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ORIGINAL ARTICLE
Adv Biomed Res 2015,  4:171

Comparative investigation of two surgical techniques of orchiopexy in the post-operative recurrence rate and testicular size in children in clinical trial study


Department of General Surgery, Medical School, Isfahan University of Medical Sciences, Isfahan, Iran

Date of Submission14-Feb-2015
Date of Acceptance19-Apr-2015
Date of Web Publication31-Aug-2015

Correspondence Address:
Azadeh Sadeqi
Alzahra Hospital, Medical School, Isfahan University of Medical Sciences, Isfahan
Iran
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Source of Support: None, Conflict of Interest: None


DOI: 10.4103/2277-9175.164014

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  Abstract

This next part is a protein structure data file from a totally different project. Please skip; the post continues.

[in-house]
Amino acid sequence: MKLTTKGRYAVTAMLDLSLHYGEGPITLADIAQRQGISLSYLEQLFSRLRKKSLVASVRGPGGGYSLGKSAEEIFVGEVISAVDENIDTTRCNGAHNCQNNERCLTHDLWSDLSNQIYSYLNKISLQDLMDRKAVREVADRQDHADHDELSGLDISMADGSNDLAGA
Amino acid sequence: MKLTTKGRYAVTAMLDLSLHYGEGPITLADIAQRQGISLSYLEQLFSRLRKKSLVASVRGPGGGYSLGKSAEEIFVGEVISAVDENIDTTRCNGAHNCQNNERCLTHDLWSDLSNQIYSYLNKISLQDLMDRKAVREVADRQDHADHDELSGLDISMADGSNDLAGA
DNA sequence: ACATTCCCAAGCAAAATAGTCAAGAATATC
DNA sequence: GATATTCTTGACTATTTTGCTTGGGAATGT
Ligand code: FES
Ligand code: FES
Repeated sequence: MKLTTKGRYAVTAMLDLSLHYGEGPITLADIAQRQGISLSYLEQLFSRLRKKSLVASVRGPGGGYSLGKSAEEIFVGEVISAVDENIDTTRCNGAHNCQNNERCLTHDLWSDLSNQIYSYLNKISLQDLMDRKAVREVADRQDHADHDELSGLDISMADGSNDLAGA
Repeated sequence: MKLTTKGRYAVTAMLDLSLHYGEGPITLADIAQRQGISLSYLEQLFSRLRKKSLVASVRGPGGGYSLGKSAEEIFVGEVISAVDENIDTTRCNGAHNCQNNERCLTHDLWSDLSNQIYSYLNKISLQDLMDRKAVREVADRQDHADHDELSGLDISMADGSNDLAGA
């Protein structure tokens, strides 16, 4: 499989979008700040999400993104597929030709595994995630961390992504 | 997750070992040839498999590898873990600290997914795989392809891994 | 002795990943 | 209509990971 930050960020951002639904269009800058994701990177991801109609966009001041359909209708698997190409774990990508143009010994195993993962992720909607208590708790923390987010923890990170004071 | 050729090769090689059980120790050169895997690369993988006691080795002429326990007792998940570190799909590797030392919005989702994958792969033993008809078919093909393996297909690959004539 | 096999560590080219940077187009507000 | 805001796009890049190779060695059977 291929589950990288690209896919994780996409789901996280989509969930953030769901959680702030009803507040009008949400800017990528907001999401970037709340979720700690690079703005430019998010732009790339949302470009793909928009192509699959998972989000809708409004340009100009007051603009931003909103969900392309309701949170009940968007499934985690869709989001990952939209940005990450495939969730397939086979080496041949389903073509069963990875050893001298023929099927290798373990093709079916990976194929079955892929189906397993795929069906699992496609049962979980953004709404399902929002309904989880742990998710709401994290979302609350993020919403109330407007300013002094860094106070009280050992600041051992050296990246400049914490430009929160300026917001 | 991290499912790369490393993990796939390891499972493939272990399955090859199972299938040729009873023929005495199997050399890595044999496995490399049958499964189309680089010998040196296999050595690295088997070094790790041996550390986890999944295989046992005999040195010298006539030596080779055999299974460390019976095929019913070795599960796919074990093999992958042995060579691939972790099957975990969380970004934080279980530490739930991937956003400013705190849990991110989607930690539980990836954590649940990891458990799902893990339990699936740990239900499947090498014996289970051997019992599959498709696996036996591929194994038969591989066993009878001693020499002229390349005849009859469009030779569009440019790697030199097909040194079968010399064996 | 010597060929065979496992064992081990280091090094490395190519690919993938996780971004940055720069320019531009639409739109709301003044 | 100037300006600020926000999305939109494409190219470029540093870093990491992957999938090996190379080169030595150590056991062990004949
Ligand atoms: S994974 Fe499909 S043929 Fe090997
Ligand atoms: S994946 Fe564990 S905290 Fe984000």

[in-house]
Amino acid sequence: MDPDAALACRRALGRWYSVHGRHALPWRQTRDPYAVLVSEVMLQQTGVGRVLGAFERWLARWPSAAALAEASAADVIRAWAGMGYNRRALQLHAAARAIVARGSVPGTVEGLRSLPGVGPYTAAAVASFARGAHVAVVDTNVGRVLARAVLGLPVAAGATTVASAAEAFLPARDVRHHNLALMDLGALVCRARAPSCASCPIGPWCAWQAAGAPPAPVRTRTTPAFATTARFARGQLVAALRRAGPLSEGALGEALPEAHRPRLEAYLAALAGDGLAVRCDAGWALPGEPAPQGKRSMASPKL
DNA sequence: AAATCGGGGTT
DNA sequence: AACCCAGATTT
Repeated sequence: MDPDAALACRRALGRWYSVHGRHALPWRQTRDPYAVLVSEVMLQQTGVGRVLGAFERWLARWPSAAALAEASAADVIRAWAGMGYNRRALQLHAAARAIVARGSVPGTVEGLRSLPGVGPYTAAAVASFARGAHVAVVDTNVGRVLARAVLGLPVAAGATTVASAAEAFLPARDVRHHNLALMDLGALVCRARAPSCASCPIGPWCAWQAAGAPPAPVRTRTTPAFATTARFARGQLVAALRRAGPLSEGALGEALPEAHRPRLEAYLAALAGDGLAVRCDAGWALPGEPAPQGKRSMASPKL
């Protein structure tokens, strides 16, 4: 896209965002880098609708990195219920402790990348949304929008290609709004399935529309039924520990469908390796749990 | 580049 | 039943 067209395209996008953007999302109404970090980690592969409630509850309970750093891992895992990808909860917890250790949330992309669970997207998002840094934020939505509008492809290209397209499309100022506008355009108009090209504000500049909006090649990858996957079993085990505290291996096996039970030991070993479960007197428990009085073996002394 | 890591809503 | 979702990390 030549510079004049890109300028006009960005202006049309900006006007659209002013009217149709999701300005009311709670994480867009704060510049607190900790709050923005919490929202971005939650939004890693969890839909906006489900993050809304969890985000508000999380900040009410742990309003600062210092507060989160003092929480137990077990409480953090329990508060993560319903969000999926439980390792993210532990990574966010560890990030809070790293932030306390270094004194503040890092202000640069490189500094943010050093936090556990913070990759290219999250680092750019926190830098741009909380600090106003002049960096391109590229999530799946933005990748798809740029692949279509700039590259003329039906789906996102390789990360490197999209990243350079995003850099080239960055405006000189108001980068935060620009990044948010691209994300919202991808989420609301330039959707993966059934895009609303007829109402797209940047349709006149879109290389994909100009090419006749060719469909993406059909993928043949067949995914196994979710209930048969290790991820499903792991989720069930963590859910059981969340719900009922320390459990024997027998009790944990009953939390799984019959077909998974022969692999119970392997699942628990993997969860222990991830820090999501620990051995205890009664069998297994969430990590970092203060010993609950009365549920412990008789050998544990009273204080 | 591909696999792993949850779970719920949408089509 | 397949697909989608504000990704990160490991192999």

Background: Cryptorchidism is a common problem which is prevalent in 3% of male infants. This study aimed to determine the effect of both trans fixation and Dartos pouch fixation methods on the postoperative recurrence rate and testicular changes.
Materials and Methods: In a clinical trial study, 70 children were randomly divided into two groups. In the first group, the correction of cryptorchidism was done by Dartos pouch without suture and in the second group; testis was sutured using common trans fixation. The size of testicles was measured before and 6 months after surgery, children were followed on postoperative complications, trauma to testicles and recurrence of disease in both groups. Data were analyzed using SPSS soft ware.